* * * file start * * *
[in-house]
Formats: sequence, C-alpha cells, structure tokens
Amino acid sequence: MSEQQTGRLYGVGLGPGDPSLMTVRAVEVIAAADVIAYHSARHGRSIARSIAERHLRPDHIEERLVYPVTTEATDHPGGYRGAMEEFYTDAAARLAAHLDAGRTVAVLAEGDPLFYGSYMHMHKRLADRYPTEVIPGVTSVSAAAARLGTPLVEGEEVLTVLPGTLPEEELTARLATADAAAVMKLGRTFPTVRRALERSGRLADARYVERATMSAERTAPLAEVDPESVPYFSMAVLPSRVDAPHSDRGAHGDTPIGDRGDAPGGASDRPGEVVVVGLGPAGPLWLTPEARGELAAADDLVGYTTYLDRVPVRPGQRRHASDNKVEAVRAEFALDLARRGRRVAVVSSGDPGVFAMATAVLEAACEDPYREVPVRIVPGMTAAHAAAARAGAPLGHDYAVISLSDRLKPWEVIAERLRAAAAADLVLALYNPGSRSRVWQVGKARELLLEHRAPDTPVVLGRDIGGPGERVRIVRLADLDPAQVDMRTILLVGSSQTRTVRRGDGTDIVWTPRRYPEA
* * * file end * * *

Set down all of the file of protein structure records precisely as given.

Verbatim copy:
[in-house]
Formats: sequence, C-alpha cells, structure tokens
Amino acid sequence: MSEQQTGRLYGVGLGPGDPSLMTVRAVEVIAAADVIAYHSARHGRSIARSIAERHLRPDHIEERLVYPVTTEATDHPGGYRGAMEEFYTDAAARLAAHLDAGRTVAVLAEGDPLFYGSYMHMHKRLADRYPTEVIPGVTSVSAAAARLGTPLVEGEEVLTVLPGTLPEEELTARLATADAAAVMKLGRTFPTVRRALERSGRLADARYVERATMSAERTAPLAEVDPESVPYFSMAVLPSRVDAPHSDRGAHGDTPIGDRGDAPGGASDRPGEVVVVGLGPAGPLWLTPEARGELAAADDLVGYTTYLDRVPVRPGQRRHASDNKVEAVRAEFALDLARRGRRVAVVSSGDPGVFAMATAVLEAACEDPYREVPVRIVPGMTAAHAAAARAGAPLGHDYAVISLSDRLKPWEVIAERLRAAAAADLVLALYNPGSRSRVWQVGKARELLLEHRAPDTPVVLGRDIGGPGERVRIVRLADLDPAQVDMRTILLVGSSQTRTVRRGDGTDIVWTPRRYPEA